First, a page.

'New Statesman' tells Portillo: 'You're fired'

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Mind you, El Caudillo will still find it pretty hard to stomach news that he's been sacked as the theatre critic of the New Statesman after less than two years in the saddle.

In a rare blow to his otherwise successful, post-Westminster money-making career, he was quietly given the chop by the left-leaning weekly a few days back.

Although Portillo's slot was filled by Julian Clary yesterday, sources at the magazine poured cold water on rumours that the comic was a permanent replacement for the former Tory star.

"Clary is actually holiday cover," I'm told. "Michael was on a long-planned foreign trip, and won't leave for good until June. His replacement is going to be Rosie Millard, the former BBC arts correspondent."

Despite talk of a minor tantrum, witnesses say Portillo's sacking was taken on the chin - he does, after all, retain a lucrative Sunday Times column - even if he'll no longer command freebie tickets to London's hottest shows.

Meanwhile, NS editor John Kampfner declined to comment on the matter, referring me to his new arts editor, Alice O'Keefe. "I felt it was time for a rejig," she explained. "Michael has been great at it but all good things must come to an end at some point and all that."

* Could Martin Shaw be tempted to blow-dry that poodle perm one more time?

More than 20 years after it launched his TV career, The Professionals is returning to our screens. A modern version of the cult show is being created by the composer Laurie Johnson, whose firm Gainsborough Pictures made the original.

"Our UK broadcasting partners will probably be the BBC," he tells me. "We're getting on with the scripts, and casting is under way."

The show, about an anti-terrorist unit called CI5, is credited with changing 1970s fashion, by popularising the roll-neck sweater and leather jacket.

Sadly, Johnson - speaking to promote a concert for the RAF Association at Fairfax Halls in Croydon on Sunday - is unlikely to ask Shaw, 61, to take a role: "Martin [left] was good at the time, but we'll probably hire someone younger."

* Boris Johnson's posh-boy rugger tackle may not be the only abomination committed by a celebrity footballer this week.

Aldo Zilli has been hired to manage a team of prominent Italians in a novelty World Cup in Birmingham. His squad includes the boxers Joe Calzaghe and Enzo Maccarelli, and the pop group Kasabian's guitarist, Serge Pizzorno.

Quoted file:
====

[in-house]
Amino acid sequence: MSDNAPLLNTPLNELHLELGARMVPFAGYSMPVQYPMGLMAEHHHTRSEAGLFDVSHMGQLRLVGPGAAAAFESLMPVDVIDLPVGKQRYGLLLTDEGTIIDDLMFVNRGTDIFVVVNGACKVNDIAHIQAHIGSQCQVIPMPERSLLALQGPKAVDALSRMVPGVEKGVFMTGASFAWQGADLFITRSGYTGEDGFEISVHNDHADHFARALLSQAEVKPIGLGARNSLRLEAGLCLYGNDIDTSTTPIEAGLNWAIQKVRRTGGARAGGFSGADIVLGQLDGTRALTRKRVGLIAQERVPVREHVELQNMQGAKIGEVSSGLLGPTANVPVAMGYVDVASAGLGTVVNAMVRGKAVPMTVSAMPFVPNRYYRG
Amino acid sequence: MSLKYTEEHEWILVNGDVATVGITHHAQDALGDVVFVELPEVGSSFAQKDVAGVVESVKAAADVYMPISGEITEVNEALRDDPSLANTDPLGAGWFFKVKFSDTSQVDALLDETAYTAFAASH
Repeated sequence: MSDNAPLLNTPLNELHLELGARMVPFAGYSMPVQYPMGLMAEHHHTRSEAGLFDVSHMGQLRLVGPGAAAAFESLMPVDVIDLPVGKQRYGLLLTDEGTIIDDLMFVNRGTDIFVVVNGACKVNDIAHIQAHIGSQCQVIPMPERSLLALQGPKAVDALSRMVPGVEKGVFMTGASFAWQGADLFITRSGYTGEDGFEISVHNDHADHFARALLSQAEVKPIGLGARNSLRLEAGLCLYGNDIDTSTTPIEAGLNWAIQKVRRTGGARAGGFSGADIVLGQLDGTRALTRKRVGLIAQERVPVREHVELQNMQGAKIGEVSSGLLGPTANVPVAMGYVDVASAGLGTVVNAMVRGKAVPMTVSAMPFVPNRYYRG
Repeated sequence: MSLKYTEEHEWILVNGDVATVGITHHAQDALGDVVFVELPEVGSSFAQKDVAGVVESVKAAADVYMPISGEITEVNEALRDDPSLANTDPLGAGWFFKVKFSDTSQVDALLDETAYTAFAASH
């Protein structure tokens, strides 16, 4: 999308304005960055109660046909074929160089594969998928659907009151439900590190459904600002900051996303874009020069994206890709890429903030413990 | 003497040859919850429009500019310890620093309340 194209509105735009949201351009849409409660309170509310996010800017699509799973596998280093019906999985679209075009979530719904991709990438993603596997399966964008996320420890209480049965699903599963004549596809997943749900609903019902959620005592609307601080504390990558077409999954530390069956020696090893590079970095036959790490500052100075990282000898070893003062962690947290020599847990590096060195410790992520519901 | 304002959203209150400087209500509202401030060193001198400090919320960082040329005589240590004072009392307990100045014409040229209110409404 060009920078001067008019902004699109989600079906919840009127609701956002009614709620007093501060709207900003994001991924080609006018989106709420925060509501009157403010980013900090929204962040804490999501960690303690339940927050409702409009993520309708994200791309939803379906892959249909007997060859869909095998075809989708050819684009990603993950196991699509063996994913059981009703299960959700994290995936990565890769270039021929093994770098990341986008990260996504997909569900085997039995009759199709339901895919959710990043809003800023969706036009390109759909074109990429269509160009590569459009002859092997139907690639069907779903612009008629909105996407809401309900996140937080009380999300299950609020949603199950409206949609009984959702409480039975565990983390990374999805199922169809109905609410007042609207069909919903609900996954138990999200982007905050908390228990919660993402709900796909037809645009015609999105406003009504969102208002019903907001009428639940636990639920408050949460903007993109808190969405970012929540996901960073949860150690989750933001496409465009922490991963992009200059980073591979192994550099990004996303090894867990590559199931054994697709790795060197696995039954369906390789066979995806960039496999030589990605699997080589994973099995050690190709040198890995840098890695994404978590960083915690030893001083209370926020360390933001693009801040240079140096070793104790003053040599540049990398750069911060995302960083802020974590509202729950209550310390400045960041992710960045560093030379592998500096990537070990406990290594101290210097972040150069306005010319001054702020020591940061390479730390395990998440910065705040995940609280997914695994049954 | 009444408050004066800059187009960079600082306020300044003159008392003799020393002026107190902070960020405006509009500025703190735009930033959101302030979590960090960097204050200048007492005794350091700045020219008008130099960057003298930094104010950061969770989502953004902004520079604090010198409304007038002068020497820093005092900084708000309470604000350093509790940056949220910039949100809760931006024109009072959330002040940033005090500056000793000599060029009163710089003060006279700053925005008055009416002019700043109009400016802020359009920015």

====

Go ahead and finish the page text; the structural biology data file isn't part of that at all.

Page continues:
"I used to play for a non-league team in Italy, but I've got to be manager because I did my hamstring on Celebrity Fit Club," he said at the launch of his book Fish Cook. "It'll all be on Sky TV. So I won't be wearing a tracksuit on the touchline - maybe an Armani."

Asked about Gordon Ramsay, our best-known footballing superchef, Zilli adds, cheekily: "One day he might learn to cook, too."

* So, which MPs filled in Labour's "identikit" press release on the Home Office knives amnesty?

Yesterday, I reported Labour MPs were ordered to fill in duplicate press releases, trumpeting a nationwide knife amnesty.

A trawl through cyberspace shows that at least 19 of their number cut-and-pasted their details on to the dodgy document, obtained by Pandora.

The guilty backbenchers were: Lynne Jones, David Lepper, Russell Brown, Tony Cunningham, Sadiq Khan, John Spellar, Sandra Osborne, Helen Jones, Alan Whitehead, Alan Campbell, Diana Johnson, Betty Williams, Dawn Butler, Gisela Stuart, Sian James, Andrew Gwynne and Rob Marris. From the Cabinet, you also had John Hutton, and from Labour's high command, Hazel Blears. Drones!

* The failure of Plum Sykes to ban Pandora from her book launch on Wednesday yielded a "scoop" that may yet destroy her literary career.

Also swanning around Annabel's that night was a team of snappers from German magazine Blond, who were preparing a gushing feature on the fashion label Pucci.

The head designer at Pucci is Matthew Williamson, who (stay with me here) just so happened to have agreed to host Sykes's bash.

"The deal was this," said one snapper. "Williamson said he'd host the party. But he got his pound of flesh: Plum wore a Pucci dress, for our feature, and inserted several whopping plugs for the label in her novel."

A flick through Sykes's potboiler, The Debutante Divorcee, reveals half a dozen mentions of Pucci. "You might call it a sell-out," reckons my friendly German.